A former G.P. Vanier grad and chief negotiator for the K’ómoks First Nation is receiving the highest honour the indigenous community bestows upon its own achievers.
Born in the Comox Valley, Mark Stevenson’s work in truth and justice for indigenous people is what made him one of the recipients for the Indspire Awards, to be held in Vancouver in early 2016.
“It’s very humbling to be a part of (the awards),” said Stevenson from his law office in Victoria. “From the aboriginal community, it’s the highest award that the community is involved in.”
The awards were created in 1993 in conjunction with the United Nation’s International Decade of the World’s Indigenous Peoples.
They recognize indigenous professionals and youth who demonstrate outstanding career achievement.
With a background in constitutional law, Stevenson began working for the Privy Council in Ottawa in 1982, focusing on indigenous constitution matters.
He was the chief treaty negotiator with the Government of British Columbia for seven years and part of the team for the Charlottetown Accord.
He has also negotiated a wide variety of agreements on behalf of Indigenous People including oil, gas and mineral revenue sharing agreements, pipeline, forestry and impact benefit agreements linked with hydro mega-projects.
Stevenson is also the founding director and past president of the Indigenous Bar Association and the founding director and former chair of the Aboriginal Legal Services of Toronto.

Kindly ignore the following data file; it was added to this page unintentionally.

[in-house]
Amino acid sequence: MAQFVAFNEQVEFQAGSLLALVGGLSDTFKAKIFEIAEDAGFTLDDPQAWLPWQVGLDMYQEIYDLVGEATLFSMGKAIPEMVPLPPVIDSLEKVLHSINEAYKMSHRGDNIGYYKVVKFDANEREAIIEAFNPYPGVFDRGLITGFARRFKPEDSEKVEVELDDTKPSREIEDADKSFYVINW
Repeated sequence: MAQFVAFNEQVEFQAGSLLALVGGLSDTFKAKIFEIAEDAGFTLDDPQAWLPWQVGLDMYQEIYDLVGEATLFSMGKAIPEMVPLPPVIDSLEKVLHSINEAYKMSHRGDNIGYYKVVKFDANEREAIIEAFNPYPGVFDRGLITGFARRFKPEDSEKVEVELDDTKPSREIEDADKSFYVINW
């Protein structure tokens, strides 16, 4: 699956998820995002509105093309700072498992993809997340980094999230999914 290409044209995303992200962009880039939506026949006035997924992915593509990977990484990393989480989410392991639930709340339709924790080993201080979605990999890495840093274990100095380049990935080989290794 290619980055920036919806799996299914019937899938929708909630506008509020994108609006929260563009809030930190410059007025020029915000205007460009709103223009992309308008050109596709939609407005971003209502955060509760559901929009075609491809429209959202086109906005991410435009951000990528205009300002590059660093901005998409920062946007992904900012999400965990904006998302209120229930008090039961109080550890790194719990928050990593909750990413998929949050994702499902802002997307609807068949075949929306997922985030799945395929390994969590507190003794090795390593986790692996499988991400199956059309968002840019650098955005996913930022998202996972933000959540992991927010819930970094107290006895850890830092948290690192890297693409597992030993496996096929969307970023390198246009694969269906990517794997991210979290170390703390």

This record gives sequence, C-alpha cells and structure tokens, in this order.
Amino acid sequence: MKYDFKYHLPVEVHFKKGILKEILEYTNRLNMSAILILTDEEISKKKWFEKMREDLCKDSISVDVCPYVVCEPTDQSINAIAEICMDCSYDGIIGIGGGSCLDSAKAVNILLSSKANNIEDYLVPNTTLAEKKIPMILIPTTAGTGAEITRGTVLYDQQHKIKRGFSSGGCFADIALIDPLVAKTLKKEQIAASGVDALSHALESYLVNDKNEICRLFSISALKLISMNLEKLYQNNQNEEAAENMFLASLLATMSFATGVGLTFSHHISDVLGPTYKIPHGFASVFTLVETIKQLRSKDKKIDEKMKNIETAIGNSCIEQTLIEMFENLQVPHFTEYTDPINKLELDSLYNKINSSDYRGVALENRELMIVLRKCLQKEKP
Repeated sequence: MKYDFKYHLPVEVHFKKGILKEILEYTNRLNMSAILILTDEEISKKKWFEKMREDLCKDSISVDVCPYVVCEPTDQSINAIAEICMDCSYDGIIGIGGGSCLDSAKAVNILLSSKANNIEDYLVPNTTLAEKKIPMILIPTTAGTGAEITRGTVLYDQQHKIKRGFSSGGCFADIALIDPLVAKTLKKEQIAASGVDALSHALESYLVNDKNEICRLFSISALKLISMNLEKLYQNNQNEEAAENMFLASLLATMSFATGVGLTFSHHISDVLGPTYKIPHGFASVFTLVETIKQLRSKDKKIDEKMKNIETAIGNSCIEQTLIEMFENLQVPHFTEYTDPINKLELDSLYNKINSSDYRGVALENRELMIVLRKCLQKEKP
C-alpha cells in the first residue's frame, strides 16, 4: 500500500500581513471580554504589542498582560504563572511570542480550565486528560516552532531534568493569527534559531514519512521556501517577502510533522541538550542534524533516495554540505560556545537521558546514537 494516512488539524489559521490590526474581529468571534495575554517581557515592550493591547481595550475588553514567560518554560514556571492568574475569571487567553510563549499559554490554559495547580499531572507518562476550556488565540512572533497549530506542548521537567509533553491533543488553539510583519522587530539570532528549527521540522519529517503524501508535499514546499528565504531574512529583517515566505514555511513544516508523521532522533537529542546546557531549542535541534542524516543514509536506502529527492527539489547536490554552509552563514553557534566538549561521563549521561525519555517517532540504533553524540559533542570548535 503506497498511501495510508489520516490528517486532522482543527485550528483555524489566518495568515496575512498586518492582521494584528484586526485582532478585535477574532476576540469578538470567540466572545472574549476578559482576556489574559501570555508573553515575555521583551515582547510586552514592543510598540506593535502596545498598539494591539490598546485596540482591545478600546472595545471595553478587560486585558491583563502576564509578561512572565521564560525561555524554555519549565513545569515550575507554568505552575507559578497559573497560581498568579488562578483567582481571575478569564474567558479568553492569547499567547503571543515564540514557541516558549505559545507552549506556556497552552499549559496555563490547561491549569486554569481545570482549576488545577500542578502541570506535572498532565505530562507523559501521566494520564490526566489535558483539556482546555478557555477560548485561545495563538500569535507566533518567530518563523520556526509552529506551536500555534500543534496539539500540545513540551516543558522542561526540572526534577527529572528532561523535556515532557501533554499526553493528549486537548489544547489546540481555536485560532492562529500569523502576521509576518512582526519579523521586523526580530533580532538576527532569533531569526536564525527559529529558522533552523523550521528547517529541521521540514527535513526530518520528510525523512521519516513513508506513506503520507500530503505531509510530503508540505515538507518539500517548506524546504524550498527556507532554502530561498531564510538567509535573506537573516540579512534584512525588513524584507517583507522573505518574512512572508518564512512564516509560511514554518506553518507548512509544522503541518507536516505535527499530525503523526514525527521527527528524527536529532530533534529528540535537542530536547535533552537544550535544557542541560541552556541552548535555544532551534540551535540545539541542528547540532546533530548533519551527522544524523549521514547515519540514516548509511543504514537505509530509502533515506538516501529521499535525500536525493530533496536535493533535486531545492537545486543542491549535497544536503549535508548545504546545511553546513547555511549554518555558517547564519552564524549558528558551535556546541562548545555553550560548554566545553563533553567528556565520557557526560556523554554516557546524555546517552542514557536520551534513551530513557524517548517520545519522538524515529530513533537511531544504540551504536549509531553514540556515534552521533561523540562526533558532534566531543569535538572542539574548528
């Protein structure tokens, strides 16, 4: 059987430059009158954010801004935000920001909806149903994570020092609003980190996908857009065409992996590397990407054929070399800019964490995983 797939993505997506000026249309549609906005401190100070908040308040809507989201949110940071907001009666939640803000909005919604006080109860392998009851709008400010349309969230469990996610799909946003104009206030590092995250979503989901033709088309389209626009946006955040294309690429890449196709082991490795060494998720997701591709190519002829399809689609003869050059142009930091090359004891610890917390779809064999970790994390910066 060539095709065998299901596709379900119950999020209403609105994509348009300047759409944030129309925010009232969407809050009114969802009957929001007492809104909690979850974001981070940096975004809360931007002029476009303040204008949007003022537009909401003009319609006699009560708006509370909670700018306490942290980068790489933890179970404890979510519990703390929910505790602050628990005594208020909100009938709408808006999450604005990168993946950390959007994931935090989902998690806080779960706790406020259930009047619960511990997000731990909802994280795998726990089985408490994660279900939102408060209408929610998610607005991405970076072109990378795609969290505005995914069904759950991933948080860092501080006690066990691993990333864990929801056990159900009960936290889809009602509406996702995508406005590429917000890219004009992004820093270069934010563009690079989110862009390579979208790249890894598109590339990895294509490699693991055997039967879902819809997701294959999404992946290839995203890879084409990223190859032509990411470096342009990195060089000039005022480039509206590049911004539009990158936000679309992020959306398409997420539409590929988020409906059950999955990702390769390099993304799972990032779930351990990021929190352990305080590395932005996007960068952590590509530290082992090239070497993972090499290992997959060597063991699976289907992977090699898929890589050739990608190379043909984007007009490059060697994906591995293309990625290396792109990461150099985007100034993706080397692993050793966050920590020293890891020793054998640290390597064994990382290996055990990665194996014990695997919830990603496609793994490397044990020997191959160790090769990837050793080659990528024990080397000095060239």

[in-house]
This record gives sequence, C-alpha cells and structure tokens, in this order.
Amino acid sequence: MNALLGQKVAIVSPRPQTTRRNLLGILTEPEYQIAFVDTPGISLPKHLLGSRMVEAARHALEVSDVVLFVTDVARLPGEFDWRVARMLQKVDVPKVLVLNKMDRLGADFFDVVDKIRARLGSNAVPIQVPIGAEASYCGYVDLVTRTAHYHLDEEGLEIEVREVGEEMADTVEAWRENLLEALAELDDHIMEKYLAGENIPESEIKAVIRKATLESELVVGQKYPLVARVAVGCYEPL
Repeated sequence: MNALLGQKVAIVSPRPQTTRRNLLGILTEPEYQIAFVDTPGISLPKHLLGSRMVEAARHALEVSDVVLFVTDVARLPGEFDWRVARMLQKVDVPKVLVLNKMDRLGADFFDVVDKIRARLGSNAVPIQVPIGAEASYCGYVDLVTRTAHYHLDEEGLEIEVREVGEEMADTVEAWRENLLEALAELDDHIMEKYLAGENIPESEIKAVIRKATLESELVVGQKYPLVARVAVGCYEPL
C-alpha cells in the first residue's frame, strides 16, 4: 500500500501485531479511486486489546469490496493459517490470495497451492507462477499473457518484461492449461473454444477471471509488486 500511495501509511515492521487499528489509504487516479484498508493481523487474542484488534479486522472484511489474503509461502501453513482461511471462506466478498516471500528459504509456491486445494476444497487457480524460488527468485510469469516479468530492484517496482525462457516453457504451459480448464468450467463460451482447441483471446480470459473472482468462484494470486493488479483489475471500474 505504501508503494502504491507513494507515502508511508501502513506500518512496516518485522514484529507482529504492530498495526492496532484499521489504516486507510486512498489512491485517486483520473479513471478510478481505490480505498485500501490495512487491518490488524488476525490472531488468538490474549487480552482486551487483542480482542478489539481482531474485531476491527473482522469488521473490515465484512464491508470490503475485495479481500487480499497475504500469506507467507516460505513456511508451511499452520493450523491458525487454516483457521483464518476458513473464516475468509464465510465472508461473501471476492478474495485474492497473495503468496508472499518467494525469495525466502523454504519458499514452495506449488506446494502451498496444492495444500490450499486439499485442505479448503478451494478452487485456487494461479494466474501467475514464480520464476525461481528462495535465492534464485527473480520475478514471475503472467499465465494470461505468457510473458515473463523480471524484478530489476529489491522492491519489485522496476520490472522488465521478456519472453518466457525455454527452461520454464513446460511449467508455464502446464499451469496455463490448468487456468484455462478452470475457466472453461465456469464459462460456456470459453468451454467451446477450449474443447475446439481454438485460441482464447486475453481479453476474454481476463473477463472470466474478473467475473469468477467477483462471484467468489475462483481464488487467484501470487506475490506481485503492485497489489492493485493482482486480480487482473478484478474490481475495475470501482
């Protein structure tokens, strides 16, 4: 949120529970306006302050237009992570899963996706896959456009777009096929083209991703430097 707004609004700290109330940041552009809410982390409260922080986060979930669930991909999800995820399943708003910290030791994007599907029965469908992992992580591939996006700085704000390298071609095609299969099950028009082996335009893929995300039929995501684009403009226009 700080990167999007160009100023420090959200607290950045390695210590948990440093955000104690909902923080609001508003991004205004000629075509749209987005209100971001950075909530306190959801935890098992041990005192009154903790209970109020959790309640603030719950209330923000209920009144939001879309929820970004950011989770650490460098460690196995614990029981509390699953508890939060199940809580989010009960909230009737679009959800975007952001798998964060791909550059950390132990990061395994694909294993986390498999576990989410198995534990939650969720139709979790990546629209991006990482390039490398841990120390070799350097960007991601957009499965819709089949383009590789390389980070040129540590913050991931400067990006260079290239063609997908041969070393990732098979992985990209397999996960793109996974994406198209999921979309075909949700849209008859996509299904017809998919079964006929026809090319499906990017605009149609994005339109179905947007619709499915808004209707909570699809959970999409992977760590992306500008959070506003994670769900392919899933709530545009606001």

In 2009, he received the Indigenous Peoples’ Counsel designation from the Indigenous Bar Association for his work.
He noted coming from a Metis family originally from Alberta, aboriginal issues – whether it is Inuit, Indian or Metis – are a constant in his life.
“There is an unfairness of settlement, and unfairness in the rights of Aboriginal Peoples.
“I knew treaty negotiations were a good venue to resolve (some of the issues) and a useful tool.”
As a negotiator for the K’ómoks First Nation, Stevenson said the treaty is complicated due to an earlier land grant from the E&N Railway.
In 1875, the Railway Act expropriated a large portion of KFN traditional territory and the land grant was completed without acknowledgment of their right or title to tradition territory, and failed to compensate KFN.
A lot of the land was given away to the mining and logging industries, added Stevenson.
“(Because of that) there is now a shortage of land and timber owned by the Crown and water too because BC Hydro has a lot of it.
“This makes a very big difference (in negotiations) without water and timber.”
There are 14 categories for Indspire Awards ranging from arts to health and sports. For more information on the awards, visit indspire.ca.